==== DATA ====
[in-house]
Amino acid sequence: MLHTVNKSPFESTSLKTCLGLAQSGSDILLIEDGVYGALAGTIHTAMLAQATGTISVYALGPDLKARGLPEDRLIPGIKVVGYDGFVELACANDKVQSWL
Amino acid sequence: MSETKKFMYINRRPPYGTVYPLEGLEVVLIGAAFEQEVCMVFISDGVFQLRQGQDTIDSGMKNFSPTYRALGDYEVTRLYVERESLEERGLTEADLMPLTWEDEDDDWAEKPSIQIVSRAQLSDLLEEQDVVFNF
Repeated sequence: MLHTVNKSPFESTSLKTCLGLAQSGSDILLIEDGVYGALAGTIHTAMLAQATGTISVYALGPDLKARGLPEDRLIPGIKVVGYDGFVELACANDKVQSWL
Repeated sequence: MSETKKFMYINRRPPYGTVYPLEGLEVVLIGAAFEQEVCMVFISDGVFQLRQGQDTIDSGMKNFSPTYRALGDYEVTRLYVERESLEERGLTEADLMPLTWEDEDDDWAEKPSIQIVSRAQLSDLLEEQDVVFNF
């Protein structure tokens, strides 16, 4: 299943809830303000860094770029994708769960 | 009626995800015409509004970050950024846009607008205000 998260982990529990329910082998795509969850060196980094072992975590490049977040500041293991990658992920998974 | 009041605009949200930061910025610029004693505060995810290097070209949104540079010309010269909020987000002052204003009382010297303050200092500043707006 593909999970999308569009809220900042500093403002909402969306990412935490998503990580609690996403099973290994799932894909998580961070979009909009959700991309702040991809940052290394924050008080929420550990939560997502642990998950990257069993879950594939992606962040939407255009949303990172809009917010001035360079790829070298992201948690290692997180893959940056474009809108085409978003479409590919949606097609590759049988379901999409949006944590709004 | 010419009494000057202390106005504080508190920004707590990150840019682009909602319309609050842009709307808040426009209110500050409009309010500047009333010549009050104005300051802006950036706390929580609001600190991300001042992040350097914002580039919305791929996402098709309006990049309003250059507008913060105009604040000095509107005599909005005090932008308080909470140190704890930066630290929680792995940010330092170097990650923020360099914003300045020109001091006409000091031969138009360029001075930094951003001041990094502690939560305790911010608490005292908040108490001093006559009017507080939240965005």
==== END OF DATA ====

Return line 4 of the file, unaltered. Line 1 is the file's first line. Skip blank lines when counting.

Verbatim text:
Repeated sequence: MLHTVNKSPFESTSLKTCLGLAQSGSDILLIEDGVYGALAGTIHTAMLAQATGTISVYALGPDLKARGLPEDRLIPGIKVVGYDGFVELACANDKVQSWL